DENNIS SCHWARTZ Movie Reviews

 
GAMMA PEOPLE, THE (director/writer: John Gilling; screenwriter: John Gossage/from the story by Louis Pollock; cinematographer: Ted Moore; editor: Jack Slade; music: George Melachrino; cast: Paul Douglas (Mike Wilson), Eva Bartok (Paula Wendt), Leslie Phillips (Howard Meade), Walter Rilla (Boronski), Philip Leaver (Koerner), Martin Miller (Lochner), Michael Caridia (Hugo Wendt), Pauline Drewett (Hedda Lochner), Jackie Lane (Anna), Olaf Pooley (Bikstein); Runtime: 79; MPAA Rating: NR; producer: John Gossage; Columbia; 1956-UK)

"A strange but uneven Ruritanian comedy sci-fi tale."

Reviewed by Dennis Schwartz 

A strange but uneven Ruritanian comedy sci-fi tale directed by Brit filmmaker John Gilling ("The Man Inside"/"The Plague of the Zombies"/"The Reptile"), who cowrites it with producer John Gossage and bases it on the story by Louis Pollock.

American newspaper reporter Mike Wilson (Paul Douglas) and British photographer Howard Meade (Leslie Phillips) play chess on a train while traveling across an unidentified Eastern bloc country, heading to cover a musical festival in Salzburg, and find their railroad car mysteriously gets unhooked from the train. They embark in an oppressive country they never heard of called Gudavia. After jailed for being spies by a bumbling colonel (Philip Leaver), they're released the next day with apologies and while staying in a luxury hotel they find it odd there's no way to telephone or telegraph the outside world. There's also no transportation out of town. Finally they discover there's a mad scientist, Dr. Boronski (Walter Rilla), who for the last five years has been the country's dictator and is secretly experimenting with children and subjecting them to gamma rays. Some turn out geniuses without emotions while most others turn out to be imbecile goons, who do Boronski's dirty work to control the population. With the help of Paula (Eva Bartok), a scientist forced to work for Boronski after he murdered her father, they burn down the crackpot's lab and bring about his demise. The unlikely heroes save the country from a madman, and leave the country by car with Paula and two genius children (Pauline Drewett & Michael Caridia) they rescue after the pianist girl's father was killed by Boronski's goons.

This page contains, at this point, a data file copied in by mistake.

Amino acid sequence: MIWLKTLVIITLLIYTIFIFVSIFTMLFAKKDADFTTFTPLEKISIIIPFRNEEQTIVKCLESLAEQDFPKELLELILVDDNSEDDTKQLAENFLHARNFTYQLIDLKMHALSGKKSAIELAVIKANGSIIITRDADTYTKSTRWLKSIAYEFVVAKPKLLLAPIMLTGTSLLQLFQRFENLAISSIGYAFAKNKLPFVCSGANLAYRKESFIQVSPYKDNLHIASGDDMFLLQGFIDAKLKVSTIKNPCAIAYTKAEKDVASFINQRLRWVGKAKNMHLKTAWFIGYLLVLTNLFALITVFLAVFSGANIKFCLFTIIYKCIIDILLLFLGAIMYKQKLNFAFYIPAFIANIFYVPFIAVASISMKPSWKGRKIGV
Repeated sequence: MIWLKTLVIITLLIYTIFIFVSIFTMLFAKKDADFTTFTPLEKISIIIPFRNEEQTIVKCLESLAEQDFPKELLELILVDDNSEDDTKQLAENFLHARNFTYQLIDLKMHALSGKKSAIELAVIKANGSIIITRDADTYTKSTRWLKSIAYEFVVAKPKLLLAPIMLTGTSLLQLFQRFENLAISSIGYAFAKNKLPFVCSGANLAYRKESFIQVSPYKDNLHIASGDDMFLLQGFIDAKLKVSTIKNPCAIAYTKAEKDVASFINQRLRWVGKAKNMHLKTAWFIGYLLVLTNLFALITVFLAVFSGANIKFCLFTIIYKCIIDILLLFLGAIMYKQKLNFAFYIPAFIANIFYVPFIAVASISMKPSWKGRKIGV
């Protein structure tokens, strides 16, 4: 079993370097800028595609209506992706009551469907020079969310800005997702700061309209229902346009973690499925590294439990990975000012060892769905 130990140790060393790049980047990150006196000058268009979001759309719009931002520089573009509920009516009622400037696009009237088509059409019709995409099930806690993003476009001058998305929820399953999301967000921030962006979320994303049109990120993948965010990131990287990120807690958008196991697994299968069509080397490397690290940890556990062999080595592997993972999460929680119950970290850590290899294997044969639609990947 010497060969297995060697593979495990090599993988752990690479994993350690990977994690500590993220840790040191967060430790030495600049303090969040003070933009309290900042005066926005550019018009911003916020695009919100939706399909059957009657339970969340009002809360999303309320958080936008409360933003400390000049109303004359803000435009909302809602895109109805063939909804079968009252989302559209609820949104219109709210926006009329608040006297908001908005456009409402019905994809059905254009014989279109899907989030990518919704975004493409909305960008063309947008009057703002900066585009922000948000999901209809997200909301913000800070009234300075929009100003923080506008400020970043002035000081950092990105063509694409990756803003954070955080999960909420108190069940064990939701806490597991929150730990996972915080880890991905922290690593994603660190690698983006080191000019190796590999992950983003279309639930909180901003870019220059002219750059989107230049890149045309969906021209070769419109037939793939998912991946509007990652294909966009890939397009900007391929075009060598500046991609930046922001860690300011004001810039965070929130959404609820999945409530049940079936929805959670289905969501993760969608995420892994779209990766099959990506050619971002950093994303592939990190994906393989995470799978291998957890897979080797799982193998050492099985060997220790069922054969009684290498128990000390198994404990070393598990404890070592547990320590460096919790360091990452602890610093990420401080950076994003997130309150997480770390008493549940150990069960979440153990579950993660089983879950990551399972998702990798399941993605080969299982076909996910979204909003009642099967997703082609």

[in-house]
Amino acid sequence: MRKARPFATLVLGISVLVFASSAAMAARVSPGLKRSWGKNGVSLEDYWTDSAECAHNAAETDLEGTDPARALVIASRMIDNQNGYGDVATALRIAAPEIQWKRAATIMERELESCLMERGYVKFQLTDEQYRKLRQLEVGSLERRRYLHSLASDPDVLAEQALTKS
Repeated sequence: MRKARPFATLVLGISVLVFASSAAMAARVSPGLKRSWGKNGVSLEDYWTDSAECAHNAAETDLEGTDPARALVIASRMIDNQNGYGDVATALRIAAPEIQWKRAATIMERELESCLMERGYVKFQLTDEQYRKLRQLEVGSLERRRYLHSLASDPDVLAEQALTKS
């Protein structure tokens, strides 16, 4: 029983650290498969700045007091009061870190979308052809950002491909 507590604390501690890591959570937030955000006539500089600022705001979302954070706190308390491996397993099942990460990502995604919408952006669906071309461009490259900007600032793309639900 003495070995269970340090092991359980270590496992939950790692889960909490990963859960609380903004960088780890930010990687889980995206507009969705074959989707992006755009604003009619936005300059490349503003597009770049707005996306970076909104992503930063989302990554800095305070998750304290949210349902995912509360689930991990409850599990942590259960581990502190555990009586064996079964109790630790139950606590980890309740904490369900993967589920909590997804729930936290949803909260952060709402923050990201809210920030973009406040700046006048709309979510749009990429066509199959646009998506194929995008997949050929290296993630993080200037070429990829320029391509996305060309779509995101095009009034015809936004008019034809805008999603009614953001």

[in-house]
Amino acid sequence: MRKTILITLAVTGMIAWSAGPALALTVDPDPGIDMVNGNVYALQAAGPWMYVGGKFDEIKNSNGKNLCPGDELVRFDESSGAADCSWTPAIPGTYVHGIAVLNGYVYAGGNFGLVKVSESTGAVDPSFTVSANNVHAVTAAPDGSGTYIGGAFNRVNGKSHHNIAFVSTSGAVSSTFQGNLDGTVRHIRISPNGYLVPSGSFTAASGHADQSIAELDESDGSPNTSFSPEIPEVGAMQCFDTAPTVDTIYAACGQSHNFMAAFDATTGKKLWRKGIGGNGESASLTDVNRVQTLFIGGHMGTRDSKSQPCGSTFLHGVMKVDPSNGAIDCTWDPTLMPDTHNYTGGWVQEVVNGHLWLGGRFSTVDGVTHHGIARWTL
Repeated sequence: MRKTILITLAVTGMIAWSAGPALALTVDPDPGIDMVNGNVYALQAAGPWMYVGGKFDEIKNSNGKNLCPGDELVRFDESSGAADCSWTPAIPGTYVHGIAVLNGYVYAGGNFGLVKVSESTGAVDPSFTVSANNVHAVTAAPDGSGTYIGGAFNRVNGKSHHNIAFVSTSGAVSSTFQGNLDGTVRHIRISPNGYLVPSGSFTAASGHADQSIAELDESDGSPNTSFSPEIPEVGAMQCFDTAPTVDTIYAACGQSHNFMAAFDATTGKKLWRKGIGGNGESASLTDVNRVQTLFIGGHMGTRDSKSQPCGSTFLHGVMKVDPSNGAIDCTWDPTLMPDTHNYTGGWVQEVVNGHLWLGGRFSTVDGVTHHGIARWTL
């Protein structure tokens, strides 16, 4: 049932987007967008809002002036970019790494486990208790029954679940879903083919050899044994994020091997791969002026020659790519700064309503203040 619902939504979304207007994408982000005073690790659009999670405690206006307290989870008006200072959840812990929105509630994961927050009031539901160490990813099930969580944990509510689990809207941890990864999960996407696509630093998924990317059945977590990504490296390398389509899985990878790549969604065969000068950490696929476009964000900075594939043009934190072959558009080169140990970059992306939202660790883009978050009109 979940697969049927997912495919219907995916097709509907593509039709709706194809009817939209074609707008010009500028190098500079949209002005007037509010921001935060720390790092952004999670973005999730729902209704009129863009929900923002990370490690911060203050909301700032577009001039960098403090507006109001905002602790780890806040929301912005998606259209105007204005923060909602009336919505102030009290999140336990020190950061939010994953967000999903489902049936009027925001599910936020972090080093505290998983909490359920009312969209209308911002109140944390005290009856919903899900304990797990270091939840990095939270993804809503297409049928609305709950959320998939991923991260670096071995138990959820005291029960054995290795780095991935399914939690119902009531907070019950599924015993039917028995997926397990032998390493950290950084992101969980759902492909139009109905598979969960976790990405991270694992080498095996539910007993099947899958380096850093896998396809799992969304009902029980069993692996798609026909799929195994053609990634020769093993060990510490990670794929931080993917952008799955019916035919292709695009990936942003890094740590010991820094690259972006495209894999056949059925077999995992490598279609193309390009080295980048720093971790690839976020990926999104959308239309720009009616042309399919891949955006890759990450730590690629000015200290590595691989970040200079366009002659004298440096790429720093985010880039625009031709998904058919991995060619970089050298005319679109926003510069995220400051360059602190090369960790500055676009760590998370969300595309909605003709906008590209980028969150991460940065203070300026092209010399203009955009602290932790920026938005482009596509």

The messy undeveloped film about mind control never comes together to make sense or was it properly executed, as it remains intriguing only for all the peculiar ideas it raises.

REVIEWED ON 10/27/2011       GRADE: C+

Dennis Schwartz: "Ozus' World Movie Reviews"

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